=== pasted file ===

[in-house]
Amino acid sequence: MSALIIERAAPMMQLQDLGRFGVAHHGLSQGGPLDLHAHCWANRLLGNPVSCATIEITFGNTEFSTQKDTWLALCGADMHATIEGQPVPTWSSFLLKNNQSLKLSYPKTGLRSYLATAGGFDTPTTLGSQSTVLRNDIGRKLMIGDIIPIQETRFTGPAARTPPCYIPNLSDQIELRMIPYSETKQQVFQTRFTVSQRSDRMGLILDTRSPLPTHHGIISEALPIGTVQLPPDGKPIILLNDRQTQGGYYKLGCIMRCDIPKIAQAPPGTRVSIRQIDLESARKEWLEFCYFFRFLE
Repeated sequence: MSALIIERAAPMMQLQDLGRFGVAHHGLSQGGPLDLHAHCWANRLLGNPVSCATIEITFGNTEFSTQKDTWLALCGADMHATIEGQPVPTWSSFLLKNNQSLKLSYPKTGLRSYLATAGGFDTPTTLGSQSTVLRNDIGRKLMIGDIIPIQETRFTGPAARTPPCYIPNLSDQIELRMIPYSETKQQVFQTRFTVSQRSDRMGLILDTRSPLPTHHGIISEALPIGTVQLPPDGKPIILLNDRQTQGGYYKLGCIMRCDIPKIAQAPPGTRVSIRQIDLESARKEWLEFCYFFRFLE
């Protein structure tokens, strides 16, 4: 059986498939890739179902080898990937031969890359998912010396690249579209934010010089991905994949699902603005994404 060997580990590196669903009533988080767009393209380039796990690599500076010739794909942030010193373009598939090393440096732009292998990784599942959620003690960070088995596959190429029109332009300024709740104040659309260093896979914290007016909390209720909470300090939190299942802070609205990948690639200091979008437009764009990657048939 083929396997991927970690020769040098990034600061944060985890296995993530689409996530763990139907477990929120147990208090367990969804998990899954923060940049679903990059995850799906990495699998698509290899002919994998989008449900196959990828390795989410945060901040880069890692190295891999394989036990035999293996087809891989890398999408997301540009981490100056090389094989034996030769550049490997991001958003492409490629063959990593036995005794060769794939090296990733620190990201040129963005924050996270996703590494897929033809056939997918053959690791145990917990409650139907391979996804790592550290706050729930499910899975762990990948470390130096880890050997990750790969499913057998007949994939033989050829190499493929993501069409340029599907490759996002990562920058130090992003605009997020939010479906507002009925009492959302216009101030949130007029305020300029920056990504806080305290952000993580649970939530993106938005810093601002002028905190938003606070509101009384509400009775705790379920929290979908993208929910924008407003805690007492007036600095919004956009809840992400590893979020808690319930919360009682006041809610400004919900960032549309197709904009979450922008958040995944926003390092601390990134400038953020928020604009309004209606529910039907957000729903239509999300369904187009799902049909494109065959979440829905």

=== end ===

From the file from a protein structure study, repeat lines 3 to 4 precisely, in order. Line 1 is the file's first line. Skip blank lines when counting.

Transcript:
Repeated sequence: MSALIIERAAPMMQLQDLGRFGVAHHGLSQGGPLDLHAHCWANRLLGNPVSCATIEITFGNTEFSTQKDTWLALCGADMHATIEGQPVPTWSSFLLKNNQSLKLSYPKTGLRSYLATAGGFDTPTTLGSQSTVLRNDIGRKLMIGDIIPIQETRFTGPAARTPPCYIPNLSDQIELRMIPYSETKQQVFQTRFTVSQRSDRMGLILDTRSPLPTHHGIISEALPIGTVQLPPDGKPIILLNDRQTQGGYYKLGCIMRCDIPKIAQAPPGTRVSIRQIDLESARKEWLEFCYFFRFLE
């Protein structure tokens, strides 16, 4: 059986498939890739179902080898990937031969890359998912010396690249579209934010010089991905994949699902603005994404 060997580990590196669903009533988080767009393209380039796990690599500076010739794909942030010193373009598939090393440096732009292998990784599942959620003690960070088995596959190429029109332009300024709740104040659309260093896979914290007016909390209720909470300090939190299942802070609205990948690639200091979008437009764009990657048939 083929396997991927970690020769040098990034600061944060985890296995993530689409996530763990139907477990929120147990208090367990969804998990899954923060940049679903990059995850799906990495699998698509290899002919994998989008449900196959990828390795989410945060901040880069890692190295891999394989036990035999293996087809891989890398999408997301540009981490100056090389094989034996030769550049490997991001958003492409490629063959990593036995005794060769794939090296990733620190990201040129963005924050996270996703590494897929033809056939997918053959690791145990917990409650139907391979996804790592550290706050729930499910899975762990990948470390130096880890050997990750790969499913057998007949994939033989050829190499493929993501069409340029599907490759996002990562920058130090992003605009997020939010479906507002009925009492959302216009101030949130007029305020300029920056990504806080305290952000993580649970939530993106938005810093601002002028905190938003606070509101009384509400009775705790379920929290979908993208929910924008407003805690007492007036600095919004956009809840992400590893979020808690319930919360009682006041809610400004919900960032549309197709904009979450922008958040995944926003390092601390990134400038953020928020604009309004209606529910039907957000729903239509999300369904187009799902049909494109065959979440829905």